After children have flown the nest, family homes often have rooms to spare.
A recent study has found that the average over 50 is sitting on the equivalent of £56,574 worth of unused space in their home.
The research, which included 2,000 adults over 50, revealed older parents were left with an average of 34 square meters of empty space, once children had departed.
With a typical house coming in at 165.6 square meters and the average house price around £276,393, each square meter equates to the value of £1,669.
Simple maths shows that the average person has more than £56,000 worth of unused space (34 x £1,669).
Despite the average over 50 having around £18,113 in their bank account, a third of the respondents in the study had less than £7,500 in their savings. This means the money in their property could be of considerable value for the future. Especially with a third of participants saying theyplanned to give money to their offspring in later life.
Mark Gregory, founder and CEO of Equity Release Supermarket - the company that commissioned the research - said equality release could be an alternative option to selling a home.
He said, “Our survey found there is plenty of space in the family homes of empty nesters which is going to waste, and it's not just space - but possible financial wastage.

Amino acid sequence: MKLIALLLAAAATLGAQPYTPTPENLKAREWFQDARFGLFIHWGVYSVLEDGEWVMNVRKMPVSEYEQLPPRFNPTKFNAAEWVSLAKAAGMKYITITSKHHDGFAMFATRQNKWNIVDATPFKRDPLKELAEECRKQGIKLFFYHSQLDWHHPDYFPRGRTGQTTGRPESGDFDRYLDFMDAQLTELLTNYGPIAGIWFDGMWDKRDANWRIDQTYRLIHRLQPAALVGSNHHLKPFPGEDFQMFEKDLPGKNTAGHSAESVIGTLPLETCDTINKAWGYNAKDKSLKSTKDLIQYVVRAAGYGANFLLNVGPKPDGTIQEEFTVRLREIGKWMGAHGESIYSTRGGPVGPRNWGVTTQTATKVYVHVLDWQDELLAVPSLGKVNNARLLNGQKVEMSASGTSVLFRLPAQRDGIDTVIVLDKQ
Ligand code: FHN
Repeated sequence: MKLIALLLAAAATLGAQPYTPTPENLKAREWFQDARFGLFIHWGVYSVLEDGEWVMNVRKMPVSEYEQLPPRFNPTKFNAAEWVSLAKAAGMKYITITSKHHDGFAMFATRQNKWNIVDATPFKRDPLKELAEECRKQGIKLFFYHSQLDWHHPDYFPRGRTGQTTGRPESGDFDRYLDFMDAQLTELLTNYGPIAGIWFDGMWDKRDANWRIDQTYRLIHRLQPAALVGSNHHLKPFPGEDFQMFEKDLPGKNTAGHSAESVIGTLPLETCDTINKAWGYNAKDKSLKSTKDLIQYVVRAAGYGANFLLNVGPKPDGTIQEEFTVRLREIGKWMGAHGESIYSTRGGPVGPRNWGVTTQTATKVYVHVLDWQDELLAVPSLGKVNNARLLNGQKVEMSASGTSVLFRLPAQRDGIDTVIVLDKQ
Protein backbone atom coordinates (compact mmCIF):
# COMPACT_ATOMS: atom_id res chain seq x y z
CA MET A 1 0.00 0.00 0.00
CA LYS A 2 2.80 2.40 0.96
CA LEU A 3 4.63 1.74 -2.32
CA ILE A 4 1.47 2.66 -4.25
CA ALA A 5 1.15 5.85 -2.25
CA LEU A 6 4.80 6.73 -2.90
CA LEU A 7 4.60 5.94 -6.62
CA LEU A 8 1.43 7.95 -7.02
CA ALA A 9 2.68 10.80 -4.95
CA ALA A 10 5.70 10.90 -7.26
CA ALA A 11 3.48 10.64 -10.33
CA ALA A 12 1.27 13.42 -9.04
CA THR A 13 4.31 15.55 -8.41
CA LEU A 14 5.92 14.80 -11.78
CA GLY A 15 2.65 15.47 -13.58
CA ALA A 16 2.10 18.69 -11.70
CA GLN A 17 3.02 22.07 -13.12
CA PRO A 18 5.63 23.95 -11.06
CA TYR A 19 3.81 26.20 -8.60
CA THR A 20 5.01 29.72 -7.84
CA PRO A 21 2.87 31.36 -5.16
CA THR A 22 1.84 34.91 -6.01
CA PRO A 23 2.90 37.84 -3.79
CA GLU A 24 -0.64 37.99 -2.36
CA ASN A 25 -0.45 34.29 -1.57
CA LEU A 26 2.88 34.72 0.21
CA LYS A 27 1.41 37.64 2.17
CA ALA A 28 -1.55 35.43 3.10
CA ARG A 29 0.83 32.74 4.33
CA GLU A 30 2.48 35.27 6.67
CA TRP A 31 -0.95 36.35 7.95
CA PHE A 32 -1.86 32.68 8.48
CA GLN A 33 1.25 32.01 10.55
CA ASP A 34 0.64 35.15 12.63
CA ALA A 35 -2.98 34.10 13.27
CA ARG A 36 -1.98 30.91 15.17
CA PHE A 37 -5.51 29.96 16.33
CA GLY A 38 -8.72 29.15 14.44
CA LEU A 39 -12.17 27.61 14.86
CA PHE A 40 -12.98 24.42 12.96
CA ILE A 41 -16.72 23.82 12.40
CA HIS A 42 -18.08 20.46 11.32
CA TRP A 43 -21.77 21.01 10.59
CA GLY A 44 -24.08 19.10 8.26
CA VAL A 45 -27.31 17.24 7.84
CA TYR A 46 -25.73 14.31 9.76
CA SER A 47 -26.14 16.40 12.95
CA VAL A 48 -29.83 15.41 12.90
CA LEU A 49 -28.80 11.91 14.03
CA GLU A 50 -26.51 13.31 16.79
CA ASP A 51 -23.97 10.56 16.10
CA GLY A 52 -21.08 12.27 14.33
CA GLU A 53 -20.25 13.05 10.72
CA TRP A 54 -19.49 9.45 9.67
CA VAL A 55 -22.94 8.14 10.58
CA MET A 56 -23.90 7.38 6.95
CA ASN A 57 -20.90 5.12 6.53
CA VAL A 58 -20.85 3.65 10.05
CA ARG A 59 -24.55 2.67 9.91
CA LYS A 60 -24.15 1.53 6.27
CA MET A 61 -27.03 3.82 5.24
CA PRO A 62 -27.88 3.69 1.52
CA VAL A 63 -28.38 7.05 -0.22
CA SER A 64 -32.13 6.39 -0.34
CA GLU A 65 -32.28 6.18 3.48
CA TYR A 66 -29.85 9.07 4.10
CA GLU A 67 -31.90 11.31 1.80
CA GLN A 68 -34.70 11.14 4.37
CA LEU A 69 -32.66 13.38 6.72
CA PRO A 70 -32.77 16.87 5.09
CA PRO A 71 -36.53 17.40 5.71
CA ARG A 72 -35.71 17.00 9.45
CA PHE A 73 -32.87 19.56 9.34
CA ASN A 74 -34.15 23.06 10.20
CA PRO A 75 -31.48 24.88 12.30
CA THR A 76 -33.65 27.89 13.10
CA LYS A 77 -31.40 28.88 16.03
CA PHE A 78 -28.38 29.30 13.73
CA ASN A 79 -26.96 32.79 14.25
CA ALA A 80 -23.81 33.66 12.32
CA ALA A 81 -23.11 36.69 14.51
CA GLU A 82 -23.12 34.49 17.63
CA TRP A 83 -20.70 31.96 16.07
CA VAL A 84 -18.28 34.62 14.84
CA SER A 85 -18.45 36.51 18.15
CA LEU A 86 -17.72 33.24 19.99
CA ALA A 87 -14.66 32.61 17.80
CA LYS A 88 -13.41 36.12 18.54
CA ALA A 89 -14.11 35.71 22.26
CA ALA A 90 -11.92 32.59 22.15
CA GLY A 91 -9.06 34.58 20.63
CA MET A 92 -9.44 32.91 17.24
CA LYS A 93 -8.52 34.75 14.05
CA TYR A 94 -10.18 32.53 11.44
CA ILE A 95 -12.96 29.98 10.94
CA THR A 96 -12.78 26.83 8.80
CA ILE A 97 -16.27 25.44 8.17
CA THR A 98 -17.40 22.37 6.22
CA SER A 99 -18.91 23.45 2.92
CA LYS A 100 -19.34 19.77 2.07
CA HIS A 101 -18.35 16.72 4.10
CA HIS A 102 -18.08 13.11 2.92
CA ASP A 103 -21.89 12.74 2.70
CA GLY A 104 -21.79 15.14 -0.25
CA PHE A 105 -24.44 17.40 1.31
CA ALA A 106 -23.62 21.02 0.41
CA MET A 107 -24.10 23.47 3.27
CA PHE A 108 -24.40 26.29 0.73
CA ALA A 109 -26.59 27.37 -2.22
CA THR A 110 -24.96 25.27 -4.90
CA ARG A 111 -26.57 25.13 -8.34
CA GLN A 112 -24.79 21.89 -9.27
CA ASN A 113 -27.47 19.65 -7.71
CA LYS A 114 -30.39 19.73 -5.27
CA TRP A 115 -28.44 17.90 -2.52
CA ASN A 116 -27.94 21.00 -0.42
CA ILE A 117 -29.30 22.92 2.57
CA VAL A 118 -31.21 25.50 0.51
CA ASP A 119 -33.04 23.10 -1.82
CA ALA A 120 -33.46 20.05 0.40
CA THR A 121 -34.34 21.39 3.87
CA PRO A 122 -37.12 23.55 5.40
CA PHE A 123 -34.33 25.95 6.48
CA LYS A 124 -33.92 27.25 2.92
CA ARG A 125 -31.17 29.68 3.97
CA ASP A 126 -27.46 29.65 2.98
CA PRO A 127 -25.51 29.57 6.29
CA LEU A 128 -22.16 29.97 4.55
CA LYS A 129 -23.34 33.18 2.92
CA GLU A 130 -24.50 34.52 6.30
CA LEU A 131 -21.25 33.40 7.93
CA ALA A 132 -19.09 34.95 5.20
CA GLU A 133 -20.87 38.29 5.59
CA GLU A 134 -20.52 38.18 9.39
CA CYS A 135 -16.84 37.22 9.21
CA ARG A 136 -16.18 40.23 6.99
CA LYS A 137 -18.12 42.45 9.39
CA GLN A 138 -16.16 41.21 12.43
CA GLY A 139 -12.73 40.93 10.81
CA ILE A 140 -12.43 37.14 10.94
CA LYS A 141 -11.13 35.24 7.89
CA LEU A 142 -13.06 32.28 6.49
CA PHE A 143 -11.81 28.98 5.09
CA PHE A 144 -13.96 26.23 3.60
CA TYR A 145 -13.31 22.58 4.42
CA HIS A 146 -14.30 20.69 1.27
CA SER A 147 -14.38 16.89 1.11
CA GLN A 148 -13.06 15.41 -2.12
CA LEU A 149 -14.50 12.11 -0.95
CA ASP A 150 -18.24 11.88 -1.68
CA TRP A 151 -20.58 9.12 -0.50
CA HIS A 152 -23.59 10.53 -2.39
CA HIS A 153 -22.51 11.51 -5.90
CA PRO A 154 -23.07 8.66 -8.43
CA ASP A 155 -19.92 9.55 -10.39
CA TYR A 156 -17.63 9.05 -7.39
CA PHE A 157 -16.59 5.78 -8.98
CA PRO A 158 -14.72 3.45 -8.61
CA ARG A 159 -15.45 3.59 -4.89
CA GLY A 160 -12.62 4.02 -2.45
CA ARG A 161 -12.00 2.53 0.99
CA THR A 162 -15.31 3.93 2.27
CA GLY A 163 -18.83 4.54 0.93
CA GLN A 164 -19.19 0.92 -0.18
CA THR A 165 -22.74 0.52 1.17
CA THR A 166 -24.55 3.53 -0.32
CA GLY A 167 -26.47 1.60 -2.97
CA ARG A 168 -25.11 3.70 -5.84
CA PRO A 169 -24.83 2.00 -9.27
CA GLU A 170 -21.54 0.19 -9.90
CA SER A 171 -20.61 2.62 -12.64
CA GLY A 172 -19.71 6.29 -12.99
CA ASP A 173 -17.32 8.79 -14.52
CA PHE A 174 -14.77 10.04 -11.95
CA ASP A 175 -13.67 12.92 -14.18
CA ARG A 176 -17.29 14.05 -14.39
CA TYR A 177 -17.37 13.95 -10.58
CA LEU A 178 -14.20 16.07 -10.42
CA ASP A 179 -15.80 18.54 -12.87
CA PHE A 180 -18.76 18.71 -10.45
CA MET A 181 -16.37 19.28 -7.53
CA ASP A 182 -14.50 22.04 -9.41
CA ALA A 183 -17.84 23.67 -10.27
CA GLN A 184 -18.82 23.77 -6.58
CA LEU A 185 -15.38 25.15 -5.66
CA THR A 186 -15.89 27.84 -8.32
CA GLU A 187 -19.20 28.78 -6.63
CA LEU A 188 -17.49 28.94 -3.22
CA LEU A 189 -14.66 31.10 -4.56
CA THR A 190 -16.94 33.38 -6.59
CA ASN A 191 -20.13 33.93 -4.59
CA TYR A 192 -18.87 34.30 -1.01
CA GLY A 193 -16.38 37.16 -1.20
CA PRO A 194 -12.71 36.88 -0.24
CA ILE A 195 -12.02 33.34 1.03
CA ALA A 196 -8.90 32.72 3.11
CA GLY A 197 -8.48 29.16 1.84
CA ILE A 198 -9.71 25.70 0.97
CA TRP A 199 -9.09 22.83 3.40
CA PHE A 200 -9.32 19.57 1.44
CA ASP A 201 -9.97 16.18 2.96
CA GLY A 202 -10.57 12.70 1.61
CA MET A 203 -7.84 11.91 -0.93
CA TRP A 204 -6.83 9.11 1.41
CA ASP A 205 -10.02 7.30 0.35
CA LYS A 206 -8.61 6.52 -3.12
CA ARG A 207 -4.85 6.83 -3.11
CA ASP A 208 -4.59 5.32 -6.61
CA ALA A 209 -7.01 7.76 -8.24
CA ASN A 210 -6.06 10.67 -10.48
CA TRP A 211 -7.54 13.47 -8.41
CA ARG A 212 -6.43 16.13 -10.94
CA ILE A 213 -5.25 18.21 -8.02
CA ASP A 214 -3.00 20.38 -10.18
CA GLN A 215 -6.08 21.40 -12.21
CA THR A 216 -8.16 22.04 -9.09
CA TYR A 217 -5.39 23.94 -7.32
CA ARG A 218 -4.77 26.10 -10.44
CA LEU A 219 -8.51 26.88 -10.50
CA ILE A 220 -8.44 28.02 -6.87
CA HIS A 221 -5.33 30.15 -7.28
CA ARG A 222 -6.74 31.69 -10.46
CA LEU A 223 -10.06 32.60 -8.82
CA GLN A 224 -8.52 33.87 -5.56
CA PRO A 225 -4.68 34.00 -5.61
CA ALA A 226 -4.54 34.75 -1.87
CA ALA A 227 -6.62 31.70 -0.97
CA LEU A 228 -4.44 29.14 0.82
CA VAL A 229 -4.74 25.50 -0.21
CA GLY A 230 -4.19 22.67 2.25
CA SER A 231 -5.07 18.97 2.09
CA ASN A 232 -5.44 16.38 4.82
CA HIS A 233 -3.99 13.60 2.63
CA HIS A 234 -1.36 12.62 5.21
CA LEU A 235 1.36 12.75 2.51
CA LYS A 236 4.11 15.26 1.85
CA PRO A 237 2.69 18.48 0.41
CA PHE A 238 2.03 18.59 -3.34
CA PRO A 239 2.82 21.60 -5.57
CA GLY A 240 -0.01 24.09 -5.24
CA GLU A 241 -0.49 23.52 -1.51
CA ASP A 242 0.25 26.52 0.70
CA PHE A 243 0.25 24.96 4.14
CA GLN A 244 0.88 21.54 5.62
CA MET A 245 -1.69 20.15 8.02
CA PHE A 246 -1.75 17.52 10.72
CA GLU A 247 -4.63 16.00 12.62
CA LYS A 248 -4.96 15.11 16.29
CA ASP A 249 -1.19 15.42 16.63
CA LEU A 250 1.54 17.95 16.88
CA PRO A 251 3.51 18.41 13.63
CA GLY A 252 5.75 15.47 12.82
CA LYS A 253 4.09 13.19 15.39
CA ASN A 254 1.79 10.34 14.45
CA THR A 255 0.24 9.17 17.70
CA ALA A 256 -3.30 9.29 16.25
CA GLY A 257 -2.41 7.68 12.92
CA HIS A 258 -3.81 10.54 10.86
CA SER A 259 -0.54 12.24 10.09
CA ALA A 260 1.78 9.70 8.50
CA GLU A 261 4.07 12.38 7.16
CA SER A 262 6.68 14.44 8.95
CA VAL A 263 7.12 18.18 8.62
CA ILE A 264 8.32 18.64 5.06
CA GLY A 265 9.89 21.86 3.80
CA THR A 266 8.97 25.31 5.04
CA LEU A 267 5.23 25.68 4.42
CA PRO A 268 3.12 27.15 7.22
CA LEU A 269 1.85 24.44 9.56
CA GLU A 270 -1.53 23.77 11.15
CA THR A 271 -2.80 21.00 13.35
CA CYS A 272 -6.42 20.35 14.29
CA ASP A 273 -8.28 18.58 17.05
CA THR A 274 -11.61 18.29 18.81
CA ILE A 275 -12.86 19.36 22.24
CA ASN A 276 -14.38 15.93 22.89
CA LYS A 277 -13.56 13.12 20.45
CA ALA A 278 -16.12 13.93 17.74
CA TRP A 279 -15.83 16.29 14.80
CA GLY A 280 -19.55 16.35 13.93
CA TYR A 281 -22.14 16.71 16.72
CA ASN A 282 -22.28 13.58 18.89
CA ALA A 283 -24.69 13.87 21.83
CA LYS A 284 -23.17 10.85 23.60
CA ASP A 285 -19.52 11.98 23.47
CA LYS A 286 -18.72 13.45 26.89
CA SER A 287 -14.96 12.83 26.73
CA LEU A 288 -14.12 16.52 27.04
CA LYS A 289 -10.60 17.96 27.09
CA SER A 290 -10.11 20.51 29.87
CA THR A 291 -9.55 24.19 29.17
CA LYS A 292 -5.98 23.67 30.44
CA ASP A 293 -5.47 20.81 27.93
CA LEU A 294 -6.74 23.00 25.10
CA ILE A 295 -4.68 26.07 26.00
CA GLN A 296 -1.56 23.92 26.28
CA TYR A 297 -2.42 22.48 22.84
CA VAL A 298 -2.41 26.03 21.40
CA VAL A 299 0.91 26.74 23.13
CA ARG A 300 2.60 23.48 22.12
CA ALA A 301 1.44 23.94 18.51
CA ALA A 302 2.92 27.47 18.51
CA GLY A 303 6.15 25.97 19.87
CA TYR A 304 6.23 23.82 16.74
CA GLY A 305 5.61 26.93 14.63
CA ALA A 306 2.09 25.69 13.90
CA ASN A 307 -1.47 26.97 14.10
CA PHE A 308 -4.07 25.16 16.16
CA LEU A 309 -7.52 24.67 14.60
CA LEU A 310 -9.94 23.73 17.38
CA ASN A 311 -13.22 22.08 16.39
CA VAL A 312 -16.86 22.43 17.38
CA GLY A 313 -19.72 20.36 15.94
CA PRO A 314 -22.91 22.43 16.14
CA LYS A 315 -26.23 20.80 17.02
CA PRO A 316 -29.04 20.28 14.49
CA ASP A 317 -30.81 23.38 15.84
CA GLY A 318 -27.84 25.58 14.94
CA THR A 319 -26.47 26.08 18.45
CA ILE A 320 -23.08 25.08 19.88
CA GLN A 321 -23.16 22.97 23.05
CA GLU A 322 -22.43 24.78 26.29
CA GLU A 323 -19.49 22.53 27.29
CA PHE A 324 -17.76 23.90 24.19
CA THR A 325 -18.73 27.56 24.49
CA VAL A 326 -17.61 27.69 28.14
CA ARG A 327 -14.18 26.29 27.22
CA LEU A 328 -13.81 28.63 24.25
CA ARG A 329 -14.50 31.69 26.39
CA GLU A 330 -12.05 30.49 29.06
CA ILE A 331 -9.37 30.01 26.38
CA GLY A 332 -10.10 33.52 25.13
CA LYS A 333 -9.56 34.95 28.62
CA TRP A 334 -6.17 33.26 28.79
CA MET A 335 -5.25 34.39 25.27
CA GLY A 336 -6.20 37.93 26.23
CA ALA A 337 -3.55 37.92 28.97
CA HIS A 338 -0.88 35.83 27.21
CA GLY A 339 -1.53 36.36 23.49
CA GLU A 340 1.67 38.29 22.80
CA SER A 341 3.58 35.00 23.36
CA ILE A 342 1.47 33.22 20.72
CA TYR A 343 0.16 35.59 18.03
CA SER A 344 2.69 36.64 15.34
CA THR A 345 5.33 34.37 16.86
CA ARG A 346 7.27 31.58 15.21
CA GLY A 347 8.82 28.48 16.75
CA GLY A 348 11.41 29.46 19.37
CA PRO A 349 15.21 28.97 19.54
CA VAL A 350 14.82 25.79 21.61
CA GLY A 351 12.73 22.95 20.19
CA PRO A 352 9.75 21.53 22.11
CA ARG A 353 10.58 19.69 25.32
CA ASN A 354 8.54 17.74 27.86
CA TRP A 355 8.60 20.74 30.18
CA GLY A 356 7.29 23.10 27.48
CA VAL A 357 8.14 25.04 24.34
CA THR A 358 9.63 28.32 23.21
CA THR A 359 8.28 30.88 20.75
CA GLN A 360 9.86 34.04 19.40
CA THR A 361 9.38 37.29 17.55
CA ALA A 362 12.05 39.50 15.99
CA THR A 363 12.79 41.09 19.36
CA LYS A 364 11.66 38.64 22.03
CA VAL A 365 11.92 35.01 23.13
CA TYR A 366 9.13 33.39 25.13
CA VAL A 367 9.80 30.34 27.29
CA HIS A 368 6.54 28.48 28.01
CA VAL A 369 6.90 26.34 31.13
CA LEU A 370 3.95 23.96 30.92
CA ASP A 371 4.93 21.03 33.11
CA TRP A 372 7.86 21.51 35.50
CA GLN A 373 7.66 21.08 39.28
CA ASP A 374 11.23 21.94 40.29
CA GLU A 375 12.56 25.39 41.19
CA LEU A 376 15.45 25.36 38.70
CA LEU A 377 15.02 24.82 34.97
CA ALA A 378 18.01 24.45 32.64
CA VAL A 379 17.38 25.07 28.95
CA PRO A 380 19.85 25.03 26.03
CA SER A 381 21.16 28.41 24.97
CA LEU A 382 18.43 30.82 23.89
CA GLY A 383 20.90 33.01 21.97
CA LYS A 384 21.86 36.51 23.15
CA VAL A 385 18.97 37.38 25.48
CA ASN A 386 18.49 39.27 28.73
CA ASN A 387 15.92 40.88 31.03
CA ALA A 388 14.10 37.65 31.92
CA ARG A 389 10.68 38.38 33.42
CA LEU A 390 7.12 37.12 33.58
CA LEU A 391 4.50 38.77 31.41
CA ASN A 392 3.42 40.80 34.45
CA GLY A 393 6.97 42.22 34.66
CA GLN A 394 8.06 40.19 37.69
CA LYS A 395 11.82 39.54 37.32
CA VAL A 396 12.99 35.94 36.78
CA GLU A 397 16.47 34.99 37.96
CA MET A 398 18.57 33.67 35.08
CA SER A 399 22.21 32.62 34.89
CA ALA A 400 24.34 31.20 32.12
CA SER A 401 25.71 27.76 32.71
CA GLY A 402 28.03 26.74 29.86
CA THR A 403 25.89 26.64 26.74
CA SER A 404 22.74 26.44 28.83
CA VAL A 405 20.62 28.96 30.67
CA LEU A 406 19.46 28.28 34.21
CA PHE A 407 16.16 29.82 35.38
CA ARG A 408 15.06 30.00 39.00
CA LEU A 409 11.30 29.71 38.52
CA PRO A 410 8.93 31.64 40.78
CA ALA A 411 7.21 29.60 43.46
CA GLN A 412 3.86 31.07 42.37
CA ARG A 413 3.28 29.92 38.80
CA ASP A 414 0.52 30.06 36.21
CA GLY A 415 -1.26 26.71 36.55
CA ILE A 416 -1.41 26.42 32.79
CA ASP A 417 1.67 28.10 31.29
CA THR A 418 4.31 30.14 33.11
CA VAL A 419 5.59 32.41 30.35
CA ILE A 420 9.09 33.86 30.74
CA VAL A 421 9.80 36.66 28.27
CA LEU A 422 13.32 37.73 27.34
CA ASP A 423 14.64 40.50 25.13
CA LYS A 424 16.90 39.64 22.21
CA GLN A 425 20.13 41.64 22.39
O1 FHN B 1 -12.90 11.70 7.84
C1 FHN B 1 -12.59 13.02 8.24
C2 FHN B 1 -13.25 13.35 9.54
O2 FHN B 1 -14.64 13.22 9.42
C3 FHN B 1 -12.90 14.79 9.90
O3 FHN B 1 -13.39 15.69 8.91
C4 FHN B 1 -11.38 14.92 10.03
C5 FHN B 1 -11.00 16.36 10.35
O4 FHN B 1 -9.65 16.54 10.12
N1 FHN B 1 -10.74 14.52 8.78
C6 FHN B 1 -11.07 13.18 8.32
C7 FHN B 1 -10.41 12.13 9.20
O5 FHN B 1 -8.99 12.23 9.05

“There tends to be fond memories and a certain amount of nostalgia linked to a property, so it’s difficult for people to say goodbye to a family home.
"However, with a reluctance to say goodbye to all those memories, many, incorrectly believe that downsizing is the only way to release their financial security tied up in a property, when the reality is that equity release can be an alternative solution.
“The research highlighted that many over 50s are effectively sitting on thousands of pounds of wasted space and - with the aid of equity release - could be used to ease people’s financial situation, enhance retirement or enable them to explore various other opportunities in later life.”
Of those who took part in the survey, just 12% considered taking out equality in their property to help with their finances, compared to a third who had thought about downsizing.
Mark Gregory, from Equity Release Supermarket, added, “Many people don’t understand the features and benefits of equity release as a possible solution to support retirement.
"Therefore, taking equity out on their home is not always the first port of call, and they end up opting for alternatives that may not be the best option to suit their circumstances.
“Whilst it’s not the only option to raise capital for an enhanced retirement, equity release could be beneficial and should always be considered with the right financial advice."
Lizzie Thomson is a regular contributor to woman&home, and also contributes to Metro.co.uk, Ideal Home, Culture Trip, and Evening Standard, covering all things lifestyle.
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